Trained 7 stumptail and 4 rhesus monkeys on a successive black-white discrimination (e.g., black go left, white go right) and then gave them transfer tests to intermediate gray stimuli. Both response latencies and Ss' judgments were recorded. Consistent with other studies and a "no vicarious trial and error" (NO-VTE) model of choice behavior, Ss' judgments of the gray stimuli were graded rather than dichotomous. Contrary to the NO-VTE model, response latencies were curvilinearly related to the shade of gray. A simple "vicarious trial and error" model accounted for both main features of the data. The latter model also suggested that S's initial left-right orientation was an important factor in determining whether S's judgments of the gray stimuli were biased toward black or white. Response latencies of individual Ss support this implication. (PsycINFO Database Record (c) 2006 APA, all rights reserved).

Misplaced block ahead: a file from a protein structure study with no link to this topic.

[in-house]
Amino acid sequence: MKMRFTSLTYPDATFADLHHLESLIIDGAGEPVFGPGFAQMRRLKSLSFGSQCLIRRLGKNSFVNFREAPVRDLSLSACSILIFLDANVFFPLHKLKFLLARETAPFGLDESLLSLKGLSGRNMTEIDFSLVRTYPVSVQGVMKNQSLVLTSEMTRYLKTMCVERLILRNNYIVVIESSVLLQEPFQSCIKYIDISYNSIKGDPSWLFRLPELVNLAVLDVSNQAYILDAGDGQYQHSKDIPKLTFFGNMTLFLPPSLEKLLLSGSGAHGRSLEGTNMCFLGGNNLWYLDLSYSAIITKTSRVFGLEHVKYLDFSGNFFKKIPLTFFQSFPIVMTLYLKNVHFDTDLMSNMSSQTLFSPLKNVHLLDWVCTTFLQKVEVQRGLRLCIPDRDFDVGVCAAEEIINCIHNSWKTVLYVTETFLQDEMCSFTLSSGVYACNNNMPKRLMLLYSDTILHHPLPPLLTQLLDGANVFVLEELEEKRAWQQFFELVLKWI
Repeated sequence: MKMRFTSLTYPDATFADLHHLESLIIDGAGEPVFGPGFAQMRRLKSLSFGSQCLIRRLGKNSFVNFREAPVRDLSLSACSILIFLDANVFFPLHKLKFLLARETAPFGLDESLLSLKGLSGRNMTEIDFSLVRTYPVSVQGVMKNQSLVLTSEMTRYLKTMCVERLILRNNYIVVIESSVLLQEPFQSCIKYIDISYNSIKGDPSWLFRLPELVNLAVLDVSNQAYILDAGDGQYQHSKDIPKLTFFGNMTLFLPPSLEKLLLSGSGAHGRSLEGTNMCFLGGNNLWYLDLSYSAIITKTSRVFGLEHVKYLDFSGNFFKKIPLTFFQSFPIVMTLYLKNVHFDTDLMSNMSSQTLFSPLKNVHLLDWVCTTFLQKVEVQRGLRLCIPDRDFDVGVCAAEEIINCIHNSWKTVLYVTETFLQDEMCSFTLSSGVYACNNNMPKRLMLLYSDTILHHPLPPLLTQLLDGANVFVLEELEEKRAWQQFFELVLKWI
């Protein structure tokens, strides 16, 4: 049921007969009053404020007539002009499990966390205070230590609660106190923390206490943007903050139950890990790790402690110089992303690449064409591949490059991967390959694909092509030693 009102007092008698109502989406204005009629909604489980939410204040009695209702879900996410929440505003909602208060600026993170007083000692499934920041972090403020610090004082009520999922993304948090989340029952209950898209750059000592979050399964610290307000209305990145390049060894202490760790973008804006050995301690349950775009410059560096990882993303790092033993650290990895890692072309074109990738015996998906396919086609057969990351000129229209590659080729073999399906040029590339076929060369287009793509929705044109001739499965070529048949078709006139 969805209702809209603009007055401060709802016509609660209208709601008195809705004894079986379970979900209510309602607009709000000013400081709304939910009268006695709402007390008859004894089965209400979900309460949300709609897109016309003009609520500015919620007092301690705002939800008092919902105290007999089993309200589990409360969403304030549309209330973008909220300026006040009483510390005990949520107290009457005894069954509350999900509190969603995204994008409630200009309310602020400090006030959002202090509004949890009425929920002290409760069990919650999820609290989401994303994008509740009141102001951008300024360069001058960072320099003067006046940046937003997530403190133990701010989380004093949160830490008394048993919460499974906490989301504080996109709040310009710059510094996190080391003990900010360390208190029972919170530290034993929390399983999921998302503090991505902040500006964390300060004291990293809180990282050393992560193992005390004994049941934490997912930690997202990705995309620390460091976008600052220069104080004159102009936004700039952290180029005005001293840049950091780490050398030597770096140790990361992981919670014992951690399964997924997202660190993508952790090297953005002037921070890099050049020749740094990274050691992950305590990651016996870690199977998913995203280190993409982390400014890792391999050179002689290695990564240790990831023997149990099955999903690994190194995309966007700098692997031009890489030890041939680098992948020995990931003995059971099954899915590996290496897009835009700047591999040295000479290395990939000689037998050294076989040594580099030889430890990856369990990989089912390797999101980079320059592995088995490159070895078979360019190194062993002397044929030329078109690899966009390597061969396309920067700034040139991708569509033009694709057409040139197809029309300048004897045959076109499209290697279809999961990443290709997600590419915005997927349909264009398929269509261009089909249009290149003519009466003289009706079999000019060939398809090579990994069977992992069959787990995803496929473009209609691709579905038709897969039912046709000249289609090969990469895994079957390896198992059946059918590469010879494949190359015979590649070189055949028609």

- brightness discrimination & transfer, response latency, vicarious trial & error model, monkey
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